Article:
Date of Award

Spring 2019

Document Type

Open Access Thesis


Genetic Counseling

First Advisor

Debera Zvejnieks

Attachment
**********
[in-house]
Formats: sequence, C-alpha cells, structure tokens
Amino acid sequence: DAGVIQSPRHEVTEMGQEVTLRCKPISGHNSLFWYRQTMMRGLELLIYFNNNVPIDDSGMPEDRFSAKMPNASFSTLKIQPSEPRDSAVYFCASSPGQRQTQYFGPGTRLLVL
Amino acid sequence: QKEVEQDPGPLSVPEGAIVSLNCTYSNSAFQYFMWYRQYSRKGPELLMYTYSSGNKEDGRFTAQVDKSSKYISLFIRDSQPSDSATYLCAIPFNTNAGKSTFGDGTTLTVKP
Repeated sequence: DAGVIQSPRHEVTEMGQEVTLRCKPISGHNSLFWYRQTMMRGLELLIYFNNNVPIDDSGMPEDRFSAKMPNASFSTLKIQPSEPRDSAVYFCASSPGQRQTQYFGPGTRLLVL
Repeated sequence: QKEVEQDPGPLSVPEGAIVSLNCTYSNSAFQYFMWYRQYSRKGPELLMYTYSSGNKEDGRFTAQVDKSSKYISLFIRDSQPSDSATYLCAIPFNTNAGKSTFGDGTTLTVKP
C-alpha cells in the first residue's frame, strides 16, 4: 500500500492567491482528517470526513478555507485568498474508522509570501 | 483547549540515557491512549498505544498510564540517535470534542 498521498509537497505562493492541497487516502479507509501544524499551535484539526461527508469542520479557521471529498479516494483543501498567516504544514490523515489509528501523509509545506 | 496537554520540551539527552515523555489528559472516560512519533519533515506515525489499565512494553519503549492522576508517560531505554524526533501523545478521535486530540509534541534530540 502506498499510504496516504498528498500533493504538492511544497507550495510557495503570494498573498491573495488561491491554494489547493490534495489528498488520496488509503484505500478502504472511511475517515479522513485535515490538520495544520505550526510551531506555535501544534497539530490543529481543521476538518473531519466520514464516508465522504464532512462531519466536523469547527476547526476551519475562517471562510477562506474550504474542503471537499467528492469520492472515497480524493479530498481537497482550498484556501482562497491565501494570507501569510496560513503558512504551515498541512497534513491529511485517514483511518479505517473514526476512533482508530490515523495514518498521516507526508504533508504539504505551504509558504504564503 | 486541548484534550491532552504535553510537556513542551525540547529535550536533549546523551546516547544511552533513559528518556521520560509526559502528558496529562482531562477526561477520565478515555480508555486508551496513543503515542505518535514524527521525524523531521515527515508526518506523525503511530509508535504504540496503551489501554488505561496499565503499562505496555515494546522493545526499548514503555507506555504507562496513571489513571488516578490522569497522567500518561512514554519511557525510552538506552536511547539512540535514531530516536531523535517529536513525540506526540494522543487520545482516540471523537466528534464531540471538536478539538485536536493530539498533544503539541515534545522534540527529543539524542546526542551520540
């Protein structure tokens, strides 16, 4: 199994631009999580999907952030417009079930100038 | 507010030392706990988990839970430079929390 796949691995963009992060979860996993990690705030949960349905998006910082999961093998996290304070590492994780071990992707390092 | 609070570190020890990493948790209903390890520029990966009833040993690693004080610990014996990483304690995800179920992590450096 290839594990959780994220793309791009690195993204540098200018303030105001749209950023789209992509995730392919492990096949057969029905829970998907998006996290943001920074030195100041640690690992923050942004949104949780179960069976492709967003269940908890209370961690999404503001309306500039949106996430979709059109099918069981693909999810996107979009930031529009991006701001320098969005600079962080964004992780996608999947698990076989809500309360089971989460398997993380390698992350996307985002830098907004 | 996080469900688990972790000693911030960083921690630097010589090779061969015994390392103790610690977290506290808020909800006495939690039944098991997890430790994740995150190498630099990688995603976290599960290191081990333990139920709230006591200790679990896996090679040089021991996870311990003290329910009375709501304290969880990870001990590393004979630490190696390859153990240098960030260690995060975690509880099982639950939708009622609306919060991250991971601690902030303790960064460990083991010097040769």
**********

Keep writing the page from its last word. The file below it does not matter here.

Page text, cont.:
Tuberous Sclerosis Complex (TSC) is a highly variable autosomal dominant multisystem disorder characterized by the growth of benign tumors, epilepsy, and TSC- associated neuropsychiatric disorders (TAND). There is a high level of clinical variability, even within the same family. While reproductive decisions always carry a level of uncertainty, individuals with highly variable genetic conditions like TSC must consider both the chance of passing on the condition and the uncertain clinical presentation. There is currently no literature on factors influencing reproductive decisions of adults with TSC. To address this gap in understanding, we conducted an exploratory mixed-methods survey utilizing an anonymous online questionnaire to assess study participants’: 1) familiarity with the symptoms of TSC, 2) understanding of the risk of passing on TSC, 3) perceived disease burden/quality of life, and 4) family planning considerations. A total of 175 individuals aged 18-45 who were diagnosed with TSC were included in the final data set. Participants were highly familiar with symptoms of TSC with an average symptom knowledge score of 86.64%. Cortical tubers, angiofibromas, angiomyolipomas, and seizures were recognized as symptoms of TSC by more than 95% of participants. Lymphangioleiomyomatosis (LAM) was the least recognized symptom (75.29%), with females being statistically more likely to recognize the symptom than males. Most participants (85.96%) were aware of the 50% recurrence risk of TSC. Perceived disease burden was low with 58.58% viewing themselves as mildly or very mildly affected. Our disease burden/quality of life instrument found that a majority of participants reported that they felt different from those around them, that they were frustrated by their symptoms, that their symptoms made them anxious, and that they thought about their TSC at least some of the time. Sleep disturbance and pain caused by TSC were also common. However, a majority of participants felt like they were in control of their lives, felt good about their social life, felt comfortable meeting new people, and felt they had the support they needed. Around 60% of our study population was considering having future children with the average desired number of children equaling 2.25. Reproductive methods being considered included traditional conception (52.94%), adoption (45.10%), donor gametes or embryos (17.64%), and preimplantation genetic diagnosis ([PGD], 50.00%). Thematic analysis showed desire for biological children, personal health, desire to not pass on TSC, financial concerns, and fertility issues were major factors in choice of reproductive method. Interest in prenatal testing was high with 67.44% stating they would test a hypothetical future pregnancy. Thematic analysis showed being informed, considering termination of pregnancy, and accepting whatever happens as major themes for individuals’ interest or lack thereof in prenatal testing. While more studies are needed, the results of this survey will help genetic counselors address reproductive concerns of clients with TSC. In particular, this study points to education gaps in TSC clinical symptoms and the underlying genetics which should be addressed by genetic counselors and other health professionals who are counseling adults with TSC.